EFF to challenge 'ridiculous' court ruling dissolving Mkhwebane's findings on Ramaphosa
The EFF plans to challenge Tuesday's high court ruling that set aside findings by the public protector that President Cyril Ramaphosa misled parliament about a Bosasa donation for his 2017 ANC presidential campaign.
The party took a swipe at the court in a statement, describing the ruling as “ridiculous”.
“The Gauteng North high court ruling has also effectively rendered the oath of members of parliament futile, uprooting the respect this important arm of the state has. The finding that Ramaphosa did not mislead parliament is not only ridiculous, it exposes the court as an institution complicit in weakening parliament,” said EFF spokesperson Vuyani Pambo.
He said if the ruling was upheld, it would set a precedent for other members of the executive to not be held accountable for things they said in parliamentary sittings.
Ramaphosa asked the court to review and set aside Mkhwebane’s report on whether he benefited from the donation. His legal team argued that Mkhwebane had no jurisdiction to probe the campaign,
Pambo argued that Ramaphosa had admitted to benefiting from Bosasa.
President Cyril Ramaphosa and public protector Busisiwe Mkhwebane head back to court on March 10 2020. Ramaphosa applied to the high court in Pretoria to have the report into funding for his presidential campaign overturned and declared unlawful.The court heard arguments in the case in February 2020. Here's all you need to know.
“Absolving him means there are laws for the rest of South Africans and laws for Ramaphosa. It is a direct violation of the foundation of our constitutional order: equality before the law. Equality before the law means Ramaphosa must be subjected to the same scrutiny that [former president Jacob] Zuma and many others faced when they violated the constitution, laws and rules of parliament,” he added.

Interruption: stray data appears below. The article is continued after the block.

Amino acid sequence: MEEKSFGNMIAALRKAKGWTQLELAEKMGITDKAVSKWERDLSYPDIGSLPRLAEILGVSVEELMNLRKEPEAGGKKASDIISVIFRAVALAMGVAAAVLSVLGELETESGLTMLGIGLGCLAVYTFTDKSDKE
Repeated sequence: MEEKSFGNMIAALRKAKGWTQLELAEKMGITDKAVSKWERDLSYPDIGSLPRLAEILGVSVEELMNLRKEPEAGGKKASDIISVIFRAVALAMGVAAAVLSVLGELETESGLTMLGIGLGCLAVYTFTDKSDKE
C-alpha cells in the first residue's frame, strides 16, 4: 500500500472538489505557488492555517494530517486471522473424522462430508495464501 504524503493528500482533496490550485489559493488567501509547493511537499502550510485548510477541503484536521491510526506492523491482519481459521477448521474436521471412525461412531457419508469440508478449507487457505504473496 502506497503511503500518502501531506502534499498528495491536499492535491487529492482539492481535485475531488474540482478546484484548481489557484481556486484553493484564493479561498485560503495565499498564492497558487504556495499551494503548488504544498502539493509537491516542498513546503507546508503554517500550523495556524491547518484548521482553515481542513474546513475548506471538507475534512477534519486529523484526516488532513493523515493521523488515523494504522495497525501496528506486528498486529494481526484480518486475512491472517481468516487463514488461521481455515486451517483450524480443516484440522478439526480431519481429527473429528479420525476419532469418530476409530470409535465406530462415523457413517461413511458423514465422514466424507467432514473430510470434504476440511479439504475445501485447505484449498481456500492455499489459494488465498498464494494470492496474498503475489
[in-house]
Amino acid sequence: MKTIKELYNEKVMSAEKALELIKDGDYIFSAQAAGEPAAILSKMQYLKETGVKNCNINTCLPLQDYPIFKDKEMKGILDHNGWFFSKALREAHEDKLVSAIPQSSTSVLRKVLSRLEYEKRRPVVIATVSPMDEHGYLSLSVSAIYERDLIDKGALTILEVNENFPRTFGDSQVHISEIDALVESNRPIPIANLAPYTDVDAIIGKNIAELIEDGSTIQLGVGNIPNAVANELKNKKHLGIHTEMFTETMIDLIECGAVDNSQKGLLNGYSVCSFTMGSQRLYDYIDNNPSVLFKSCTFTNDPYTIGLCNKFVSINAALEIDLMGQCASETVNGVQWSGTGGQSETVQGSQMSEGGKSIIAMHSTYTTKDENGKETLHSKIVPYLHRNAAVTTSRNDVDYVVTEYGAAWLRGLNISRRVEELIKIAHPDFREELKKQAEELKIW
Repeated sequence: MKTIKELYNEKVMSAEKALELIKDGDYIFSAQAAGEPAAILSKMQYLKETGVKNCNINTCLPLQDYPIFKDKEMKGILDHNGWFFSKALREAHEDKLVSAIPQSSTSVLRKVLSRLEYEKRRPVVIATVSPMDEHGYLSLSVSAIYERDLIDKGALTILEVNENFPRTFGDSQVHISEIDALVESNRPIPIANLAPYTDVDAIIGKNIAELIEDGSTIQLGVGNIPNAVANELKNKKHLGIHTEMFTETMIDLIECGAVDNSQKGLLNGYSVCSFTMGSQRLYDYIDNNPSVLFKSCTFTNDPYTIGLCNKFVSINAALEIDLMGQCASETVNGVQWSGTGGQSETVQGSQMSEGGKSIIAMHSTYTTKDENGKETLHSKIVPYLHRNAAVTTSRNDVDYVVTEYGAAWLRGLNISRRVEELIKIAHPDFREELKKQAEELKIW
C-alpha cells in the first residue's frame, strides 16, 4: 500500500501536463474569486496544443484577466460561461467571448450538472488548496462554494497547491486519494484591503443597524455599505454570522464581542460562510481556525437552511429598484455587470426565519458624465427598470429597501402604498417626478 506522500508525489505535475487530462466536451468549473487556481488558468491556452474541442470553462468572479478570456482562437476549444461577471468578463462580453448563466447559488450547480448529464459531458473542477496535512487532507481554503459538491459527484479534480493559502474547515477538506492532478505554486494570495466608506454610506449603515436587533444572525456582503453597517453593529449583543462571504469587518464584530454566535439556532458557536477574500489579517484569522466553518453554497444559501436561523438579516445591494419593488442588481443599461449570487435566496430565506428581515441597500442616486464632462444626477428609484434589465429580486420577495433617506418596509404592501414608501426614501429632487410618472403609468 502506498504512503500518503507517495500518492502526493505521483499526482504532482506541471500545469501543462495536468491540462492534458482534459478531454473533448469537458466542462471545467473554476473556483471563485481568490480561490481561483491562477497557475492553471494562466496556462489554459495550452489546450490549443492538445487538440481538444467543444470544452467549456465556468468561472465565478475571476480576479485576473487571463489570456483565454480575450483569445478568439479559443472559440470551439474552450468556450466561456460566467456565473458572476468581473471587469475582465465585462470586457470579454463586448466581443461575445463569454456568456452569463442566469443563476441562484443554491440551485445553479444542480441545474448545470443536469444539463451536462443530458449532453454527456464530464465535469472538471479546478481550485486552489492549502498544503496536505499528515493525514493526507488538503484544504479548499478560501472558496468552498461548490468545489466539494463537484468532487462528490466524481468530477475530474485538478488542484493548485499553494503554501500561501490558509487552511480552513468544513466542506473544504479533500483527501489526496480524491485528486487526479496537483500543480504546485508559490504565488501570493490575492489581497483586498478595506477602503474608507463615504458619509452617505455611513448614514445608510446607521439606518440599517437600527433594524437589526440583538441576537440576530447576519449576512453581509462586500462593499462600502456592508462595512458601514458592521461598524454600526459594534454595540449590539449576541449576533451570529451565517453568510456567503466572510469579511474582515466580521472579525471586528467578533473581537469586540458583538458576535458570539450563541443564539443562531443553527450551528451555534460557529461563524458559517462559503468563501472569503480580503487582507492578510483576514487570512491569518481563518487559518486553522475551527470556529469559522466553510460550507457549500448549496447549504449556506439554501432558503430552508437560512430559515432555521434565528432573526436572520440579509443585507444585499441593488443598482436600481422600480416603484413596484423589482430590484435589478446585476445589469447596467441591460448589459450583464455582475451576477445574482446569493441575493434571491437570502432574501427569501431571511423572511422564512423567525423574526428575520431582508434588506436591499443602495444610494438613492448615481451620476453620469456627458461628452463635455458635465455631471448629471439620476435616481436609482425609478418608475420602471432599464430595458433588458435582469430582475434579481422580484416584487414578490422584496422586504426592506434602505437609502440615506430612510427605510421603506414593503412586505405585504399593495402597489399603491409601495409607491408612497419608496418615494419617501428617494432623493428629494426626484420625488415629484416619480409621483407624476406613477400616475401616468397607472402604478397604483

Judge Elias Matojane delivered a scathing judgment against Mkhwebane, which essentially found she had no legal basis to make such a finding.
“We find [Mkhwebane] did not only commit a material misdirection in her legal approach [to the issue of misleading parliament], but also reached an irrational and unlawful conclusion on the facts before her,” Matojane said on behalf of a full bench of the high court.
The court agreed that she had no jurisdiction to investigate the CR17 campaign. It also held that Ramaphosa was not under any obligation to disclose his campaign funding to parliament.
Pitted against the public protector in the court battle were Ramaphosa, speaker of the National Assembly Thandi Modise and national director of public prosecutions (NDPP) Shamila Batohi.
Mkhwebane broadened the scope of her investigation to include a wider probe into the funding of Ramaphosa's campaign for the ANC presidency.
She concluded there was merit to allegations of money laundering, found Ramaphosa had violated the executive code of ethics and may have exposed himself to a conflict of interest in receiving certain donations.
Ramaphosa's legal team argued that Mkhwebane did not have jurisdiction to broaden the scope.
Bosasa, now known as African Global Operations, and its CEO, the late Gavin Watson, were frequently mentioned as having a corrupt relationship with the ANC-led government at the state capture inquiry.
Pambo stressed the importance of hearing the Constitutional Court’s stance on the matter.
“We seek to give the highest court in the land the opportunity to either correct the unreasonableness of the Gauteng North high court or join in obliterating the principles of equality before the law, transparency and accountability,” he said.